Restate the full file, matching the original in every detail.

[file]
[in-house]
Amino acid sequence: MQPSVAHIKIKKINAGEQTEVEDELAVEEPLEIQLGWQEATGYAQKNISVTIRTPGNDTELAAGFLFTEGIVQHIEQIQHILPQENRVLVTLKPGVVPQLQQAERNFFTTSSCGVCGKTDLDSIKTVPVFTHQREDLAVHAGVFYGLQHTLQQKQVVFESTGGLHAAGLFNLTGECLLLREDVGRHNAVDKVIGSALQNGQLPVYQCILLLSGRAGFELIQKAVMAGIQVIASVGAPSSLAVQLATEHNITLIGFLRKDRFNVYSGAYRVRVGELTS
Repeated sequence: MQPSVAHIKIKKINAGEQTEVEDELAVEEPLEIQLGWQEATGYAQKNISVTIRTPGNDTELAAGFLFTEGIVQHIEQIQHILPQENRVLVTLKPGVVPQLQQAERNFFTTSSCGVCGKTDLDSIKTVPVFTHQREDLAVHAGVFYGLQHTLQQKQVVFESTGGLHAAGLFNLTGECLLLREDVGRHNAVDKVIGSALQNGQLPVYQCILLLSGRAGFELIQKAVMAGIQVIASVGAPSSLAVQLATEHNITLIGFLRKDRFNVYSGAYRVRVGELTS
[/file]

[in-house]
Amino acid sequence: MQPSVAHIKIKKINAGEQTEVEDELAVEEPLEIQLGWQEATGYAQKNISVTIRTPGNDTELAAGFLFTEGIVQHIEQIQHILPQENRVLVTLKPGVVPQLQQAERNFFTTSSCGVCGKTDLDSIKTVPVFTHQREDLAVHAGVFYGLQHTLQQKQVVFESTGGLHAAGLFNLTGECLLLREDVGRHNAVDKVIGSALQNGQLPVYQCILLLSGRAGFELIQKAVMAGIQVIASVGAPSSLAVQLATEHNITLIGFLRKDRFNVYSGAYRVRVGELTS
Repeated sequence: MQPSVAHIKIKKINAGEQTEVEDELAVEEPLEIQLGWQEATGYAQKNISVTIRTPGNDTELAAGFLFTEGIVQHIEQIQHILPQENRVLVTLKPGVVPQLQQAERNFFTTSSCGVCGKTDLDSIKTVPVFTHQREDLAVHAGVFYGLQHTLQQKQVVFESTGGLHAAGLFNLTGECLLLREDVGRHNAVDKVIGSALQNGQLPVYQCILLLSGRAGFELIQKAVMAGIQVIASVGAPSSLAVQLATEHNITLIGFLRKDRFNVYSGAYRVRVGELTS